KENNEDY SPACE CENTER — Invoking Kennedy-esque rhetoric about "new frontiers," President Barack Obama on Thursday threw money Florida's way and laid out a new timetable for his much-criticized plan to redirect America's space program toward Mars and beyond.
Saying Americans would land on Mars during his lifetime, Obama outlined several intermediate steps.
By 2015, NASA will choose specifications for a new "heavy-lift" rocket that can carry crews and cargo into deep space, he said. That would put big rocket design two years ahead of previous timetables.
NASA will fully test that rocket by the early 2020s and have crews flying by 2025, including a first-ever visit to an asteroid.
By the mid 2030s, he said, crews will orbit Mars and return — a journey now estimated to take three years. He also predicted a landing on Mars, the planet most experts view as the most likely for sustaining human life beyond the Earth.
"Nobody is more committed to manned space flight, to human exploration of space than I am," Obama told a few hundred reporters and space center employees. "But we've got to do it in a smart way and can't just keep doing the same old things we've been doing."
Obama has come under intense fire since February, when he killed Constellation, the Bush administration's strategy for returning to the moon by 2020. It came as a shock to aerospace workers, who already were facing massive layoffs when the space shuttle program ends this year — including a loss of up to 9,000 NASA-related jobs in Florida.
Though Constellation was behind schedule and over budget, many had hoped its big-mission timetables would return prosperity to the Space Coast. Also, without the space shuttle, the United States will have to hire the Russians or yet-to-be-built commercial rockets to ferry astronauts to the International Space Station for years to come.
By making his symbolic journey to Florida on Thursday — his was the first presidential visit to the space center since Bill Clinton's in 1998 — Obama attempted to mollify his critics, articulate his vision for deep space exploration and talk about jobs and dollars for the Sunshine State, a crucial presidential election battleground.
His plans would add 2,500 new jobs at the space center by 2012, he said, more than under the Constellation program. Among other things, his budget would:
• Increase NASA spending by $6 billion over the next five years.
• Spend $2 billion over five years adapting the Kennedy Space Center as a launching pad for commercial as well as governmental space flight.
• Invest $6 billion over five years in a new Commercial Crew Development Program at the space center to foster private launches into Earth orbit and to the International Space Station.
• Spend $6 billion over five years on a Flagship Technology Demonstration project, headquartered in Florida and Texas, to stimulate research into deep space necessities like big and fast rockets, radiation protection systems, refueling in space and ways to grow food during multiyear journeys to asteroids and Mars.
• Resurrect a scaled-down version of the six-person Orion crew capsule from the defunct Constellation project as a U.S. escape vehicle from the space station and to be "part of the technological foundation'' for advanced spacecraft in the Mars project. That drew rousing applause from workers because Orion is assembled at the cape.
Rep. Bill Posey, R-Rockledge, who favors extending the space shuttle program until a replacement launch vehicle comes on line, was not convinced.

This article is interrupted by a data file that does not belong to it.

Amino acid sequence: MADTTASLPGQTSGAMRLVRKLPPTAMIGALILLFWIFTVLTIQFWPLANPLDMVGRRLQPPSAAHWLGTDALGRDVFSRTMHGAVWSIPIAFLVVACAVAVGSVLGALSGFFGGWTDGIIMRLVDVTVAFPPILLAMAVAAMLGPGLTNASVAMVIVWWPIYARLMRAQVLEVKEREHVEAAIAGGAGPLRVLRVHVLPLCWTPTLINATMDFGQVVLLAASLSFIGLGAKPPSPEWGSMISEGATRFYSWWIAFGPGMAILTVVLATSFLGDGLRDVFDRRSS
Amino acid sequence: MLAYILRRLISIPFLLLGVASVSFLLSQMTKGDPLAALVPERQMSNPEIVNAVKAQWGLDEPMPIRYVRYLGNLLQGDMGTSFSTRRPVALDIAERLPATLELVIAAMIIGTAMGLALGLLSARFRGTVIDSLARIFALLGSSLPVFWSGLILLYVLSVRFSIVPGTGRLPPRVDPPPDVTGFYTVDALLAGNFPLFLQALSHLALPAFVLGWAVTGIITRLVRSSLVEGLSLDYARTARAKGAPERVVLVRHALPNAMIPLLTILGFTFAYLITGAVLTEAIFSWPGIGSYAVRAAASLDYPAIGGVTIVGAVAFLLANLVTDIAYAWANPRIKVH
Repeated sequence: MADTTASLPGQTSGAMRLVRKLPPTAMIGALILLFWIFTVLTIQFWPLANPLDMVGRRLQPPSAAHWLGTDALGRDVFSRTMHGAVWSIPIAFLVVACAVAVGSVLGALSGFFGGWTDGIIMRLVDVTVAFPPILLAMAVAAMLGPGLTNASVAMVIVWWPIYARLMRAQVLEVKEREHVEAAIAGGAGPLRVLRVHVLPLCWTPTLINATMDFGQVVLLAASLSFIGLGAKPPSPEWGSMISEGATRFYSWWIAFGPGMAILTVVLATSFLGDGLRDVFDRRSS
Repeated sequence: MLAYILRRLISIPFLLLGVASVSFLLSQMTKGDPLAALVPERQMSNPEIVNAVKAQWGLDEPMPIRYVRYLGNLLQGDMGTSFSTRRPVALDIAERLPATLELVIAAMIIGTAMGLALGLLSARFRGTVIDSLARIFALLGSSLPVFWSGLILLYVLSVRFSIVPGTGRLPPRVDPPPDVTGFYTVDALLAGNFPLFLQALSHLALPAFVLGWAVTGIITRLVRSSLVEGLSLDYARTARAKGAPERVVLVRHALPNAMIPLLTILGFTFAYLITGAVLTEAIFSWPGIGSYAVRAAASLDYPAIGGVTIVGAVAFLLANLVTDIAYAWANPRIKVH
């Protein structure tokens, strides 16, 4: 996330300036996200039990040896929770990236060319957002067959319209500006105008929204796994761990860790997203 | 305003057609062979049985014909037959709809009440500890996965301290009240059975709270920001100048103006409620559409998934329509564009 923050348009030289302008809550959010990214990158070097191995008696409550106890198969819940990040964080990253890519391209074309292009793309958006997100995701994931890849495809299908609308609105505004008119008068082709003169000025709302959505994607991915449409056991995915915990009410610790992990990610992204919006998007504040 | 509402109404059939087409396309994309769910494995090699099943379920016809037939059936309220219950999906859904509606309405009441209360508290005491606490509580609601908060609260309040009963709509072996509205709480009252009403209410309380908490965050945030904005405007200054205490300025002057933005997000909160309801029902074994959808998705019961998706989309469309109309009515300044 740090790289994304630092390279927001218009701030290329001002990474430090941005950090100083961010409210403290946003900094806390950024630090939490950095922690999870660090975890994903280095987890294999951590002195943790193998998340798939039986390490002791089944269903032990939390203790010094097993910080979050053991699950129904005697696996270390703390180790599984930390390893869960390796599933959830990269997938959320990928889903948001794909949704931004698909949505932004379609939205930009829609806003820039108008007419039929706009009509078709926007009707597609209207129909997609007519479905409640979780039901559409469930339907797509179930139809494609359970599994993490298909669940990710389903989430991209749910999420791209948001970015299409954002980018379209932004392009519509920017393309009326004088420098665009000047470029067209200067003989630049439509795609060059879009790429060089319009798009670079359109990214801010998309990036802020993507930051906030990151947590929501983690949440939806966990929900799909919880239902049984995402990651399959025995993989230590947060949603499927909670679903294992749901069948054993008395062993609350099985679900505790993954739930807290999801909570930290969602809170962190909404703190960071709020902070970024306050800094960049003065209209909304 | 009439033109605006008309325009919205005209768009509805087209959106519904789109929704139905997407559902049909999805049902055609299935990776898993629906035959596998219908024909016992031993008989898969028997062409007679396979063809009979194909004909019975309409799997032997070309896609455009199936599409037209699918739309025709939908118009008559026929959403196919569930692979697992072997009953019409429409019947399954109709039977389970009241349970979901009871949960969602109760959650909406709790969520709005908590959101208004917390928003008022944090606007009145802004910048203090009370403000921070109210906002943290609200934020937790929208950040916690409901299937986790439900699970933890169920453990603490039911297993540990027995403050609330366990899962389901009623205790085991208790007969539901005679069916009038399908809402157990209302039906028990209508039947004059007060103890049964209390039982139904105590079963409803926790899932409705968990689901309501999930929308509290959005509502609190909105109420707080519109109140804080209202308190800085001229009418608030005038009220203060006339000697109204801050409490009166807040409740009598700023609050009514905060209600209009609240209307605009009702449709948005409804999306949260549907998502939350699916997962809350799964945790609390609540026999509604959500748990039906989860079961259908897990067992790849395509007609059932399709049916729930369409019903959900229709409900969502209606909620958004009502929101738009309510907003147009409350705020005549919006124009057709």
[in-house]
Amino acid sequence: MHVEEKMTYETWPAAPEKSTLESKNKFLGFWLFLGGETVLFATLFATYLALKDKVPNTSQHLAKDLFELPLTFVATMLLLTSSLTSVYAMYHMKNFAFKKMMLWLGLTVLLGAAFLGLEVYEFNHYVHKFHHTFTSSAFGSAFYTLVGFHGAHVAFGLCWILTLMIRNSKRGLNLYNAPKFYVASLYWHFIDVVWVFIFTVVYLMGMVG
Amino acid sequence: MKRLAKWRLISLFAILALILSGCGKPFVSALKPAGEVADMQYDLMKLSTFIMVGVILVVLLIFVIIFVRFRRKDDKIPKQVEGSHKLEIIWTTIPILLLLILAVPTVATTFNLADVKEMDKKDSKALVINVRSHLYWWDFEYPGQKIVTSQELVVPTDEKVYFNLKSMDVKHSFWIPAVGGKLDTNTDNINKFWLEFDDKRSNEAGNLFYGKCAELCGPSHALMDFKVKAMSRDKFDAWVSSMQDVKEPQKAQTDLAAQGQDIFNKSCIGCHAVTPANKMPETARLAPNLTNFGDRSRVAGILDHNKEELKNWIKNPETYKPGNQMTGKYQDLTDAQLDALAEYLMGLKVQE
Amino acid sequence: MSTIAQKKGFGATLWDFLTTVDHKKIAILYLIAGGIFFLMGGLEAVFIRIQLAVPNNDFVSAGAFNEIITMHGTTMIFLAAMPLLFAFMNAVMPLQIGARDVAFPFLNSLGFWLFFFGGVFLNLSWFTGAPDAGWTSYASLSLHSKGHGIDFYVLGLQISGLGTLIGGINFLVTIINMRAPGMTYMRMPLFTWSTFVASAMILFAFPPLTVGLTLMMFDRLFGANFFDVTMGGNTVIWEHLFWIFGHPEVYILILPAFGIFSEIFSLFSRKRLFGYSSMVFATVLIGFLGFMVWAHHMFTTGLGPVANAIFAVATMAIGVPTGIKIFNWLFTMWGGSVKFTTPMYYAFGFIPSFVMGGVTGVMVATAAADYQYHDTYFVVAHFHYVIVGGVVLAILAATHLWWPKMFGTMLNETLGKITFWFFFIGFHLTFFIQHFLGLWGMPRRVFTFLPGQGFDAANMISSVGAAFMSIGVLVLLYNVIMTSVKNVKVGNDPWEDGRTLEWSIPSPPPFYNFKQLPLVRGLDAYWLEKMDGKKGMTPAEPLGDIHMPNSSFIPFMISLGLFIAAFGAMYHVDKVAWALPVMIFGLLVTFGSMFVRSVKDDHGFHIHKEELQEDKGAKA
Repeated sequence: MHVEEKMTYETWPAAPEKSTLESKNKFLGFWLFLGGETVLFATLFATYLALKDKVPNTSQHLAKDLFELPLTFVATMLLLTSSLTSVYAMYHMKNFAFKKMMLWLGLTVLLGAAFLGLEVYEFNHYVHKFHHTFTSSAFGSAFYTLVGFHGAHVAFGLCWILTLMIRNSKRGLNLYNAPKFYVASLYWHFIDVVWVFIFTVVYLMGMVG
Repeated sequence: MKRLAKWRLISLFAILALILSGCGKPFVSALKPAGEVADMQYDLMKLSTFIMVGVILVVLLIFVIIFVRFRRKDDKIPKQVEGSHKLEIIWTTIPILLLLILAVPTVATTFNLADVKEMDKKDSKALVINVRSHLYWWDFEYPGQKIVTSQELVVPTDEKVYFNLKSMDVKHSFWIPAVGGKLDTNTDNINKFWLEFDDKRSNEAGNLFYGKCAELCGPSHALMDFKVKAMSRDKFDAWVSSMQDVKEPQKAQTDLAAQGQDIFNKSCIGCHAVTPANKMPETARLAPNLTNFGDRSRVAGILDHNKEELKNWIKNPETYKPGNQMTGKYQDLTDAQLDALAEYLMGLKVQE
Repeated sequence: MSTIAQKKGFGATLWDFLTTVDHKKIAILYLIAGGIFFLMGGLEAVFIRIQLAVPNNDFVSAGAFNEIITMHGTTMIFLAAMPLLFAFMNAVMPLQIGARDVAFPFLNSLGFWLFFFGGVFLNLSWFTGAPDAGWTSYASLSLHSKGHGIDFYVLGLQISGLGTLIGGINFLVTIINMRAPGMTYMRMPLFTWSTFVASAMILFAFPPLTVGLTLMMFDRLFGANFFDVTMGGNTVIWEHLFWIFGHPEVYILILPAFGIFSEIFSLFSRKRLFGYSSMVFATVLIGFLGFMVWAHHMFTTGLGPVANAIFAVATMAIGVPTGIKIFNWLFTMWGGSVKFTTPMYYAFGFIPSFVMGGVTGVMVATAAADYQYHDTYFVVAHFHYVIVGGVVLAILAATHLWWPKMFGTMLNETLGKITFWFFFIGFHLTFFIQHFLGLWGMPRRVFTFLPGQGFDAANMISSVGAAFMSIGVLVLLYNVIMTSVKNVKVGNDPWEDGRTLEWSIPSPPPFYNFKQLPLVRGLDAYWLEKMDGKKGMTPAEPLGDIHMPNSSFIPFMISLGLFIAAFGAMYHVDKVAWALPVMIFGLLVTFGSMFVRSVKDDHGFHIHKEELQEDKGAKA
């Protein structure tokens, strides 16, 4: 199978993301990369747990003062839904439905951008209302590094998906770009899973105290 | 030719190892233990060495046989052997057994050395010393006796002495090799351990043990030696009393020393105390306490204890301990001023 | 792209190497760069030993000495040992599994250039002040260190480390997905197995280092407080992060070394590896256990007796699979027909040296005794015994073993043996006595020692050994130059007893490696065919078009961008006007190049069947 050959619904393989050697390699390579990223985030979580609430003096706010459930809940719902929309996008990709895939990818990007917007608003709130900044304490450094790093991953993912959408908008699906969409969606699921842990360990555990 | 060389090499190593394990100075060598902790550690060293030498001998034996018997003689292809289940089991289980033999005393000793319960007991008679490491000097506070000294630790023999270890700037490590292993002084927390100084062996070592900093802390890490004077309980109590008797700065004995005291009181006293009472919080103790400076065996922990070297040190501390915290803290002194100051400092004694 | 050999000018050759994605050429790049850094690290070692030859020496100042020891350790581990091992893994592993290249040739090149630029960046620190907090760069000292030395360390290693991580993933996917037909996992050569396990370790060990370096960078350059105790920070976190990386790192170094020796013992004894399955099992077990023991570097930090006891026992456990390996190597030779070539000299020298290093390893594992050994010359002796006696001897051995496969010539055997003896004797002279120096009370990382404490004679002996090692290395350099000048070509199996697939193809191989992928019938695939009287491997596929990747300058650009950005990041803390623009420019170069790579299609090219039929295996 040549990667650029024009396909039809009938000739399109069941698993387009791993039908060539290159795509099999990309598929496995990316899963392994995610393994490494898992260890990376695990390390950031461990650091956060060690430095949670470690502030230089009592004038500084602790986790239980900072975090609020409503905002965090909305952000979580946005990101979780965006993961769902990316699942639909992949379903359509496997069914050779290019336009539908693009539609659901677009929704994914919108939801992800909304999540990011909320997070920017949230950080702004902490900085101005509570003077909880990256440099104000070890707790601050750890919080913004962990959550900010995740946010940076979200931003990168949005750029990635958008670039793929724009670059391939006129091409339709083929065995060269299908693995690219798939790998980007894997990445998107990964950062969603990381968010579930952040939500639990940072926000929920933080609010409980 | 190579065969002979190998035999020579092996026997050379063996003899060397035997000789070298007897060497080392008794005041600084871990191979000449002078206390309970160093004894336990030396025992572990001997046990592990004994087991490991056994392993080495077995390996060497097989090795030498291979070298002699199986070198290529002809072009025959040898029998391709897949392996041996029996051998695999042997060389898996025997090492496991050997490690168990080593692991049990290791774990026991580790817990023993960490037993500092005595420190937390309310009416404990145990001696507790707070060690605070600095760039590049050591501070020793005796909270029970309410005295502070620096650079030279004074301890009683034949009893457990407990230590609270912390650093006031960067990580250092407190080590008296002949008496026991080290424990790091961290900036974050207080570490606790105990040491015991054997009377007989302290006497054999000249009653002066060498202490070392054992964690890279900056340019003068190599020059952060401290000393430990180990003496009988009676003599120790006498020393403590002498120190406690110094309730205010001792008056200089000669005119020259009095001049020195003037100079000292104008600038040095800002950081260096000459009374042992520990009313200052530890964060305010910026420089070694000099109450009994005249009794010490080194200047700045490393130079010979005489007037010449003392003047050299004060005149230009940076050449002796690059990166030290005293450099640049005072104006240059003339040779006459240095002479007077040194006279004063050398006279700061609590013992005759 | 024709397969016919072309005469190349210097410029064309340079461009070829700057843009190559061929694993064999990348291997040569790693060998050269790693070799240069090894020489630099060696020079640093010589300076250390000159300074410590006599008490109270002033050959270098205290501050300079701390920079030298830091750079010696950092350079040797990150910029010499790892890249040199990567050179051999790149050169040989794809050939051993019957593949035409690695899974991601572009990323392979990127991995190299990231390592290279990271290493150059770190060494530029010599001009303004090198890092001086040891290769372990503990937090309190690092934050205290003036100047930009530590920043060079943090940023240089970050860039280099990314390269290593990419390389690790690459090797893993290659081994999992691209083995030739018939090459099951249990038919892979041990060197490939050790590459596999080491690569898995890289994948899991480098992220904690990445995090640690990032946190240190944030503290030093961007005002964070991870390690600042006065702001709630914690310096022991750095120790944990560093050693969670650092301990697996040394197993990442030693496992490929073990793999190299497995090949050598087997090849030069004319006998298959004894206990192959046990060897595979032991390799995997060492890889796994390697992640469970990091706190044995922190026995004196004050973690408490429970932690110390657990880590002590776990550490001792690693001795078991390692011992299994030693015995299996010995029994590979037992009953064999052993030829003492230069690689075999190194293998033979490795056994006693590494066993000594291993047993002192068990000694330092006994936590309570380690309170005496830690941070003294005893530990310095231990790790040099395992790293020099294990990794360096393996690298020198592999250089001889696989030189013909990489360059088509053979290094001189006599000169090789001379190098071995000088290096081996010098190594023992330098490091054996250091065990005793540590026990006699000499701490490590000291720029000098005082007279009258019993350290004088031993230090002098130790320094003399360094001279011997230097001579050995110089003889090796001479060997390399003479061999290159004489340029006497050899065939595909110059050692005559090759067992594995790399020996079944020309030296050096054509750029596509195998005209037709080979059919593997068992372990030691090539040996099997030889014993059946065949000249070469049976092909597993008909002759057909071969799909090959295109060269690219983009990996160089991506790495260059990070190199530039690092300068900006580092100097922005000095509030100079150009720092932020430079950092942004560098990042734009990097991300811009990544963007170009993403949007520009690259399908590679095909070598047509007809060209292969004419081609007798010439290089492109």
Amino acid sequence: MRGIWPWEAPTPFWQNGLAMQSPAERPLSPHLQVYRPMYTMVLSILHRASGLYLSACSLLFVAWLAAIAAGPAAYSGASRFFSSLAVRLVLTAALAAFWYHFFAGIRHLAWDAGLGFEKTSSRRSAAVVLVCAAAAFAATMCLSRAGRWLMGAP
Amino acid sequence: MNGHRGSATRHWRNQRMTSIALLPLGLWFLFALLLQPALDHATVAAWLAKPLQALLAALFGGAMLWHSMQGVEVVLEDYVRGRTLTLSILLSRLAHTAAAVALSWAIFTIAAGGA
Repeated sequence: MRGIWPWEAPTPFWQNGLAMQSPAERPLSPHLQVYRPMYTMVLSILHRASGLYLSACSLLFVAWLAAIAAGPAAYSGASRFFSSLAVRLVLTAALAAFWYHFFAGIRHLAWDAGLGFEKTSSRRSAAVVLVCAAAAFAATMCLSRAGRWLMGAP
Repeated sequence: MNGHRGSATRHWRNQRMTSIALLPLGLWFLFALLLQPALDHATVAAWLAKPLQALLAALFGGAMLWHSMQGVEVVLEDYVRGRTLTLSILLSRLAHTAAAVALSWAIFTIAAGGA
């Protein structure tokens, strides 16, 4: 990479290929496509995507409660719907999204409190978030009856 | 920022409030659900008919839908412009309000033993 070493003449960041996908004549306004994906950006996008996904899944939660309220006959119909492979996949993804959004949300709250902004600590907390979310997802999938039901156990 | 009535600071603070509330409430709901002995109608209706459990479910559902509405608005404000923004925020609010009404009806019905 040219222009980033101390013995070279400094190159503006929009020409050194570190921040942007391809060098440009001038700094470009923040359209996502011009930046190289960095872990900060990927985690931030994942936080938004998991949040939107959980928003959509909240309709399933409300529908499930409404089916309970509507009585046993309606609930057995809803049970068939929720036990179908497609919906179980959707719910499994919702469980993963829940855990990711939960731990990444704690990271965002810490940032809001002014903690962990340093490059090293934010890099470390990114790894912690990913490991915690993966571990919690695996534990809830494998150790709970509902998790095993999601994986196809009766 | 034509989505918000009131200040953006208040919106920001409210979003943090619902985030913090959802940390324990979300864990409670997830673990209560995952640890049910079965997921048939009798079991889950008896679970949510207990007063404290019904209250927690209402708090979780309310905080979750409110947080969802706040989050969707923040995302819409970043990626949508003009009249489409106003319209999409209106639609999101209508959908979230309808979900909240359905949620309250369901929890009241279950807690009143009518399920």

"I'm very concerned about the impact this plan will have not just on the work force at Kennedy Space Center, but also the adverse impact on our nation's military industrial base and America's economic competitiveness," Posey said in a statement.
As for 2,500 new jobs, "there have been a lot of numbers tossed around, and NASA told us just last week they could not translate the top line budget numbers into center specific jobs numbers because those decisions would be made by the contractors,'' Posey said.
Democratic Sen. Bill Nelson, however, said he had introduced Obama to executives from two Florida companies who were willing to hire 1,750 laid off space workers based on a $40 million retraining program Obama included in the budget. Nelson declined to identify the companies.
Nelson had warned Obama last month that he was facing a "hostile Florida'' because of job loss and lack of specifics in the Mars exploration plans. After the speech, Nelson said the president was back on track.
"We asked him to restructure the Constellation program, and he did that," Nelson said, referring to new plans for the Orion capsule. "We asked him to speed up the heavy-lift vehicle and he did that. We asked him to set real timetables for deep space exploration, he did that. We asked for job retraining and he did that."
Extending the shuttle beyond its planned demise this year would be too expensive, Nelson said. It would cost about $2.5 billion a year and "then NASA would not be able to do this other stuff."
Among Obama's most vocal critics has been Neil Armstrong, the first man to walk on the moon. Obama did not mention Armstrong, who did not attend the speech, but he did praise Buzz Aldrin, one of Armstrong's Apollo 11 crewmates.
Aldrin did attend the speech — flying in with Obama on Air Force One.
By giving up on the moon as a primary target, Obama plans to let commercial companies and foreign countries focus on transporting satellites and humans into low earth orbit while the United States turns to deep space exploration.
That will hold immeasurable benefits for humans and will cement America's traditional role as the global leader in space, Obama said. By setting Mars as the nation's goal, he said, NASA will learn about living for long periods in space.
"We will actually reach space faster and more often under this new plan,'' he said. "If we fail to press forward in the pursuit of discovery, we are ceding our future.''